As a security studies major who loads up on history classes, I cannot stress how important I think history is to have some understanding where we are today, and I believe that America's historical interaction with the Middle East is exceptionally valuable to understanding the present. History is important. You should not engage in Iranian activism without knowing at least a little bit about the American women and men, missionaries and politicians, and many others whose decades- and centuries-old footsteps you are following in. While there may be better books for specific topics or time periods, and you won't learn everything about the subject from one book, you won't find a more engaging overview of American involvement in the Middle East than Power, Faith, and Fantasy.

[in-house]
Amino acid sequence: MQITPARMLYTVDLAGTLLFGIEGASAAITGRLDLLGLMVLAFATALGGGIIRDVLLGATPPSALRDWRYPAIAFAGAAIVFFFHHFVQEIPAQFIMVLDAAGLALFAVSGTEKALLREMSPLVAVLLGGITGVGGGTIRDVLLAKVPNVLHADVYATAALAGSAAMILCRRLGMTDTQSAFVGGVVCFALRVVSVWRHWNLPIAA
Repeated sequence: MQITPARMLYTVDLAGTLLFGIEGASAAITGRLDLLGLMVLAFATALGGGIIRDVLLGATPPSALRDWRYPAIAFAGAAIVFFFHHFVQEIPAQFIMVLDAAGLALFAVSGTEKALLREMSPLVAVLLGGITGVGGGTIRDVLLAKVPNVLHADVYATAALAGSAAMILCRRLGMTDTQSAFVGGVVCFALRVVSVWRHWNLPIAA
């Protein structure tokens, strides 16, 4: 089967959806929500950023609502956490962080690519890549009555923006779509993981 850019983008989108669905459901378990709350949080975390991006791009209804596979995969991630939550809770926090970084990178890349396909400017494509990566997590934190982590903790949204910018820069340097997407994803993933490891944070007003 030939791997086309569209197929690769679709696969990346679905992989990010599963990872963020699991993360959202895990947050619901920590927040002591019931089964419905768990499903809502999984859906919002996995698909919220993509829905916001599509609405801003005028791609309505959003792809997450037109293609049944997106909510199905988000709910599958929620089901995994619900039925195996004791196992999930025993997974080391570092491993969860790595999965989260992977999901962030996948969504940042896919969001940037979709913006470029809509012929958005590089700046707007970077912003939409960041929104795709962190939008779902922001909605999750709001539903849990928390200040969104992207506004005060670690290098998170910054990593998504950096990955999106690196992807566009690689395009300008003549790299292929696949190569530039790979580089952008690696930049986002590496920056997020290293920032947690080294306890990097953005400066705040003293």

Did you know that /b/ is responsible for kicking off the DDoS attacks on Iranian government websites?
parfacy: Sumeragi || Gundam 00 (pic#216564)

[personal profile] parfacy 2009-06-17 12:06 pm (UTC)(link)
Thank you for the book recommendation. I added to my shopping list o/

It's not that I'm not grateful for the attention Iran is getting on my flist and around, lately, but I'm a bit wary at just how much or how little people understand the situation in Iran. I'm one of those who think the Burma internet activism was a fad, so you may feel free to shoot me. I don't want this to become yet another internet fad, giving people something to do.

It's a situation that's very, very far from a black and white picture.
parfacy: Shiro || Deadman Wonderland (I have no idea what's going on)

[personal profile] parfacy 2009-06-17 04:05 pm (UTC)(link)
1. I hope this attention doesn't become negative in the long run, but with a place like Iran, having your cover blown means years and years in prison. I pray for their safety.